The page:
WEDNESDAY, Oct. 27 (HealthDay News) -- Pregnant women who have a levonorgestrel-releasing intrauterine device (IUD) inserted immediately after delivery are much more likely to expel the device in the months after delivery than women who delay insertion, but IUD use six months after delivery is similar in the two groups, according to a study in the November issue of Obstetrics & Gynecology.
Beatrice A. Chen, M.D., of the University of Pittsburgh School of Medicine, and colleagues recruited pregnant women who wanted a levonorgestrel-releasing IUD inserted after their vaginal deliveries. The women were randomly assigned to immediate postplacental IUD insertion or delayed IUD insertion, then followed-up at six to eight weeks, three months, and six months.
The researchers note that 98 percent of women randomized to immediate postplacental IUD insertion received their IUD, compared to 90.2 percent in the delayed IUD insertion group (P = .2). However, IUD expulsion within six months occurred in 24.0 and 4.4 percent of the groups, respectively (P = .008). Expelled IUDs were replaced per the woman's preference, and after six months, IUD use was 84.3 and 76.5 percent in the groups, respectively (P = .32).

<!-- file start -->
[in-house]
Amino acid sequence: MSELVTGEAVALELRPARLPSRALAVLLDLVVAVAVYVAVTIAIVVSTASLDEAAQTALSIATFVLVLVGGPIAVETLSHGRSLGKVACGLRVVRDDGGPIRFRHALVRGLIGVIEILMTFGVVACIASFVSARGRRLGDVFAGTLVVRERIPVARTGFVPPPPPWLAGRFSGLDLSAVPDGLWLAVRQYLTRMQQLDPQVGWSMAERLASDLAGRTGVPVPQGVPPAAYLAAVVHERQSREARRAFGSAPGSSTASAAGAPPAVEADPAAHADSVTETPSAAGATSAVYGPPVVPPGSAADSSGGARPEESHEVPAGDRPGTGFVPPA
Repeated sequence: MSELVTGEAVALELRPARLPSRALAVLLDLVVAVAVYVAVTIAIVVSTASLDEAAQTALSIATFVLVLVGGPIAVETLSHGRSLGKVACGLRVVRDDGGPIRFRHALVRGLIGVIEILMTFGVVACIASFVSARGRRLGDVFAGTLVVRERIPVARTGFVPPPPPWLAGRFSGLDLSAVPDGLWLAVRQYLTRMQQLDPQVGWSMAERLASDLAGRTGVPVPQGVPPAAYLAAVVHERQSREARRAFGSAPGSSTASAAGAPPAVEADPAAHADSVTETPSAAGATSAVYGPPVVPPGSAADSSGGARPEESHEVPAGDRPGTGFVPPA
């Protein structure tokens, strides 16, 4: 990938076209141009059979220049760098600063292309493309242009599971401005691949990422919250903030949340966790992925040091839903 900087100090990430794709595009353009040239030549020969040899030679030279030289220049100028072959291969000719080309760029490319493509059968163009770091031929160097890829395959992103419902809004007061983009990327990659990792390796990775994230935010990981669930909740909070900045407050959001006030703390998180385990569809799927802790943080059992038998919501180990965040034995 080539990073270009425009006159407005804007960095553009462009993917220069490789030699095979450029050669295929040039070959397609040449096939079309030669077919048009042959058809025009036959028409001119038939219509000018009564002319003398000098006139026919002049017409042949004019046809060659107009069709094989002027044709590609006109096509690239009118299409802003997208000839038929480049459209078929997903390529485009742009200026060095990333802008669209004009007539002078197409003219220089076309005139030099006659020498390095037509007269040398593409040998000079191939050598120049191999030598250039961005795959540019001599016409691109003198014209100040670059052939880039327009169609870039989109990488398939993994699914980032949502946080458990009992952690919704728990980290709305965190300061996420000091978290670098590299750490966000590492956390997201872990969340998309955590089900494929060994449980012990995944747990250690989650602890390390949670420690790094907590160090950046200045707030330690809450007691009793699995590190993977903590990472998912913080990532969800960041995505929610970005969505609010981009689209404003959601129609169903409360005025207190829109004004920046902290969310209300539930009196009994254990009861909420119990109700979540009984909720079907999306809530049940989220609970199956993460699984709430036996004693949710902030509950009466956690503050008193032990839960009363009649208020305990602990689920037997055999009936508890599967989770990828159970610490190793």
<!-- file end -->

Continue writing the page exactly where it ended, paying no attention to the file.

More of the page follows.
"Given the six-month expulsion rate of 24 percent, postplacental IUD insertion may not be practical if expected follow-up rates for delayed IUD insertion are high. If expected follow-up rates for delayed IUD insertion are low, then postplacental IUD insertion will increase use of a highly effective, long-acting contraceptive," the authors write.
Several study authors disclosed being investigators in a prior study of a levonorgestrel IUD. Authors also reported financial ties to pharmaceutical companies.